Location: Crop Germplasm ResearchTitle: The genome sequence of Gossypioides kirkii illustrates a descending dysploidy in plants
|Udall, Joshua - Josh|
|LONG, EVAN - Cornell University - New York|
|RAMARAJ, THIRUVARANGAN - National Center For Genome Resources|
|CONOVER, JUSTIN - Iowa State University|
|YUAN, DAOJUN - Iowa State University|
|GROVER, CORRINNE - Iowa State University|
|GONG, LEI - Northeast Normal University|
|ARICK, MARK - Mississippi State University|
|MASONBRINK, RICK - Iowa State University|
|PETERSON, DANIEL - Mississippi State University|
|WENDEL, JONATHAN - Iowa State University|
Submitted to: Frontiers in Plant Science
Publication Type: Peer Reviewed Journal
Publication Acceptance Date: 11/5/2019
Publication Date: 11/27/2019
Citation: Udall, J.A., Long, E., Ramaraj, T., Conover, J.L., Yuan, D., Grover, C.E., Gong, L., Arick, M.A., Masonbrink, R.E., Peterson, D.G., Wendel, J.F. 2019. The genome sequence of Gossypioides kirkii illustrates a descending dysploidy in plants. Frontiers in Plant Science. 10:1541. https://doi.org/10.3389/fpls.2019.01541.
Interpretive Summary: A common pattern of chromosomal evolution in eukaryotes is the loss or gain of a chromosome, but the responsible processes remain unclear. To clarify the mechanism of chromosome loss, we sequenced the genome of Gossypioides kirkii, which has one less chromosome per haploid complement (n=12) than its close relatives in the cotton tribe (n=13). We demonstrate using comparative genomics that chromosome loss in G. kirkii could have been the result of the breakage-fusion-bridge process (BFB) first described by Barbara McClintock over 80 years ago to explain chromosomal anomalies in maize. Here we use the stable genomic phylogeny of Gossypium to demonstrate the origins of a single chromosome loss affecting three current chromosomes.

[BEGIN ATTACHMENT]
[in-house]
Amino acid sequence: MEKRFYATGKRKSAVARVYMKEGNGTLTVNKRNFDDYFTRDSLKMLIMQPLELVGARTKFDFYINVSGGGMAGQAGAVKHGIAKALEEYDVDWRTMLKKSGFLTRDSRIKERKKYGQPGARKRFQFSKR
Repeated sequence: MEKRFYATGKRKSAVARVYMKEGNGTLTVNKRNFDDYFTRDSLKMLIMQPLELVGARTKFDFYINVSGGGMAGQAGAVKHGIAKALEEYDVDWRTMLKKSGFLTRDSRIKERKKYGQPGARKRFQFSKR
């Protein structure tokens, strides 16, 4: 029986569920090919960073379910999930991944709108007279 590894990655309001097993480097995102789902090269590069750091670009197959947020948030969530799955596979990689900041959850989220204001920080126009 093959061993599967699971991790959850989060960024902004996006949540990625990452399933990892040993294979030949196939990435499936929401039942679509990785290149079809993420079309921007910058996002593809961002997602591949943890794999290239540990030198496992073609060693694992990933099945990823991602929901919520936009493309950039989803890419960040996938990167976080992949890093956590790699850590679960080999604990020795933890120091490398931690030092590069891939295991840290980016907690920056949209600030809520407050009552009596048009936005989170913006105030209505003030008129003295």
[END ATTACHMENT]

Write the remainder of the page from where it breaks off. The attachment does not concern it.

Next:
Technical Abstract: One of the extraordinary aspects of plant genome evolution is variation in chromosome number, particularly that among closely related species. This is exemplified by the cotton genus (Gossypium) and its relatives, where most species and genera have a base chromosome number of 13. The two exceptions are sister genera that have n=12 (the Hawaiian Kokia and the East African and Madagascan Gossypioides). We generated a high-quality genome sequence of Gossypioides kirkii (n=12) using PacBio, Bionano, and Hi-C technologies, and compared this assembly to genome sequences of Kokia (n=12) and Gossypium diploids (n=13). Previous analysis demonstrated that the directionality of their reduced chromosome number was through large structural, chromosomal rearrangements. A series of structural rearrangements were identified comparing the de novo G. kirkii genome sequence to genome sequences of Gossypium, including chromosomal fusions and inversions. Genome comparison between G. kirkii and Gossypium suggests that multiple steps are required to generate the extant structural differences, among which could be a series of breakage-fusion-bridge cycles after chromosome or chromatid end-to-end fusion.